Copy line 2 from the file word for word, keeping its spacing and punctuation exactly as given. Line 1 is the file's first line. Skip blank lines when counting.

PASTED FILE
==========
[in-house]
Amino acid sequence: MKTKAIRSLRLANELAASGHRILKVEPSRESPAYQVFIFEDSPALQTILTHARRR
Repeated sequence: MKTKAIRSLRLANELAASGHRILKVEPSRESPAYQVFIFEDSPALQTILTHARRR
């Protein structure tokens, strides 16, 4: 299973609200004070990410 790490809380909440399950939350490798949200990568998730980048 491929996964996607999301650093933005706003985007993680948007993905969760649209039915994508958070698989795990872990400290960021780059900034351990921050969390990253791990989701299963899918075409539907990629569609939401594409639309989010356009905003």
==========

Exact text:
Amino acid sequence: MKTKAIRSLRLANELAASGHRILKVEPSRESPAYQVFIFEDSPALQTILTHARRR